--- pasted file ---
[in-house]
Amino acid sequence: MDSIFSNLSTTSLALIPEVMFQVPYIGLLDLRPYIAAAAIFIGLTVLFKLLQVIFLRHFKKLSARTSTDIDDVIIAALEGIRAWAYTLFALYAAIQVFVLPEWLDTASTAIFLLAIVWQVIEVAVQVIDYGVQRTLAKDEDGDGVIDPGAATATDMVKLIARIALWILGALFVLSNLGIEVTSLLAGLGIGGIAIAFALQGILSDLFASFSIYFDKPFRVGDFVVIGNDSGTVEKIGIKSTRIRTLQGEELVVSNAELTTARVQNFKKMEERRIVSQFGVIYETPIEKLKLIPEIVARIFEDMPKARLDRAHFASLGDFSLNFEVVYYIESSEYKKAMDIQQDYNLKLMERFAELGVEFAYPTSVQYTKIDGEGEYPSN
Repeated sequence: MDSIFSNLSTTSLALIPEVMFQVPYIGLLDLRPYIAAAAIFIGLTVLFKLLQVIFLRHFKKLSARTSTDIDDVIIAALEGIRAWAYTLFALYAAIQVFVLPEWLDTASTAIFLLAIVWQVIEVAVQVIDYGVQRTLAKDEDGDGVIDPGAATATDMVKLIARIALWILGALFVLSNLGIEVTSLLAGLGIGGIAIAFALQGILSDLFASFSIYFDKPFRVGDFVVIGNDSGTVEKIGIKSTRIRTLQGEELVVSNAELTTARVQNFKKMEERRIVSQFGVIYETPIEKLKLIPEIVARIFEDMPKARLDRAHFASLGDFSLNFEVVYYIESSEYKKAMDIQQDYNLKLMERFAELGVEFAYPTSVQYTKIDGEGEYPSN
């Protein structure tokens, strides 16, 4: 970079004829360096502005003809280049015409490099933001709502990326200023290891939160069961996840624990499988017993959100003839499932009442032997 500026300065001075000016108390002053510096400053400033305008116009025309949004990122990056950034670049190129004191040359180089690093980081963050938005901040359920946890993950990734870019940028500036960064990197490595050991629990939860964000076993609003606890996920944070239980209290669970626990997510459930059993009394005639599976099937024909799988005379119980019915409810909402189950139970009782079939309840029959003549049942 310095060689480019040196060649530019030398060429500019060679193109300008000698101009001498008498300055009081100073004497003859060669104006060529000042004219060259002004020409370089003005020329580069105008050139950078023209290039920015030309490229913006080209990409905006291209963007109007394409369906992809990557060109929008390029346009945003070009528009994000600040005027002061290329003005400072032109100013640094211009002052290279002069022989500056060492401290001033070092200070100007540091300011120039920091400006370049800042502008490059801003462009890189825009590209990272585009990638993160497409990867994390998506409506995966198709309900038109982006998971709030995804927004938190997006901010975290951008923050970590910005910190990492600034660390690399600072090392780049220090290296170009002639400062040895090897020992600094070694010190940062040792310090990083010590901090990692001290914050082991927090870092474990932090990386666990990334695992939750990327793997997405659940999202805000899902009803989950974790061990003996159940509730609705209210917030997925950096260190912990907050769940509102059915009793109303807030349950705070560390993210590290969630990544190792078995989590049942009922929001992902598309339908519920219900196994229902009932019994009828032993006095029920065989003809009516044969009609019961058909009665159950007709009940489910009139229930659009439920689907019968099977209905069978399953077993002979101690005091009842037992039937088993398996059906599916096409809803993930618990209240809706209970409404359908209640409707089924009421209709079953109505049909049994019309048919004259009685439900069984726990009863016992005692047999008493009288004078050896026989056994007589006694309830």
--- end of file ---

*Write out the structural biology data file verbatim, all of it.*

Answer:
[in-house]
Amino acid sequence: MDSIFSNLSTTSLALIPEVMFQVPYIGLLDLRPYIAAAAIFIGLTVLFKLLQVIFLRHFKKLSARTSTDIDDVIIAALEGIRAWAYTLFALYAAIQVFVLPEWLDTASTAIFLLAIVWQVIEVAVQVIDYGVQRTLAKDEDGDGVIDPGAATATDMVKLIARIALWILGALFVLSNLGIEVTSLLAGLGIGGIAIAFALQGILSDLFASFSIYFDKPFRVGDFVVIGNDSGTVEKIGIKSTRIRTLQGEELVVSNAELTTARVQNFKKMEERRIVSQFGVIYETPIEKLKLIPEIVARIFEDMPKARLDRAHFASLGDFSLNFEVVYYIESSEYKKAMDIQQDYNLKLMERFAELGVEFAYPTSVQYTKIDGEGEYPSN
Repeated sequence: MDSIFSNLSTTSLALIPEVMFQVPYIGLLDLRPYIAAAAIFIGLTVLFKLLQVIFLRHFKKLSARTSTDIDDVIIAALEGIRAWAYTLFALYAAIQVFVLPEWLDTASTAIFLLAIVWQVIEVAVQVIDYGVQRTLAKDEDGDGVIDPGAATATDMVKLIARIALWILGALFVLSNLGIEVTSLLAGLGIGGIAIAFALQGILSDLFASFSIYFDKPFRVGDFVVIGNDSGTVEKIGIKSTRIRTLQGEELVVSNAELTTARVQNFKKMEERRIVSQFGVIYETPIEKLKLIPEIVARIFEDMPKARLDRAHFASLGDFSLNFEVVYYIESSEYKKAMDIQQDYNLKLMERFAELGVEFAYPTSVQYTKIDGEGEYPSN
């Protein structure tokens, strides 16, 4: 970079004829360096502005003809280049015409490099933001709502990326200023290891939160069961996840624990499988017993959100003839499932009442032997 500026300065001075000016108390002053510096400053400033305008116009025309949004990122990056950034670049190129004191040359180089690093980081963050938005901040359920946890993950990734870019940028500036960064990197490595050991629990939860964000076993609003606890996920944070239980209290669970626990997510459930059993009394005639599976099937024909799988005379119980019915409810909402189950139970009782079939309840029959003549049942 310095060689480019040196060649530019030398060429500019060679193109300008000698101009001498008498300055009081100073004497003859060669104006060529000042004219060259002004020409370089003005020329580069105008050139950078023209290039920015030309490229913006080209990409905006291209963007109007394409369906992809990557060109929008390029346009945003070009528009994000600040005027002061290329003005400072032109100013640094211009002052290279002069022989500056060492401290001033070092200070100007540091300011120039920091400006370049800042502008490059801003462009890189825009590209990272585009990638993160497409990867994390998506409506995966198709309900038109982006998971709030995804927004938190997006901010975290951008923050970590910005910190990492600034660390690399600072090392780049220090290296170009002639400062040895090897020992600094070694010190940062040792310090990083010590901090990692001290914050082991927090870092474990932090990386666990990334695992939750990327793997997405659940999202805000899902009803989950974790061990003996159940509730609705209210917030997925950096260190912990907050769940509102059915009793109303807030349950705070560390993210590290969630990544190792078995989590049942009922929001992902598309339908519920219900196994229902009932019994009828032993006095029920065989003809009516044969009609019961058909009665159950007709009940489910009139229930659009439920689907019968099977209905069978399953077993002979101690005091009842037992039937088993398996059906599916096409809803993930618990209240809706209970409404359908209640409707089924009421209709079953109505049909049994019309048919004259009685439900069984726990009863016992005692047999008493009288004078050896026989056994007589006694309830």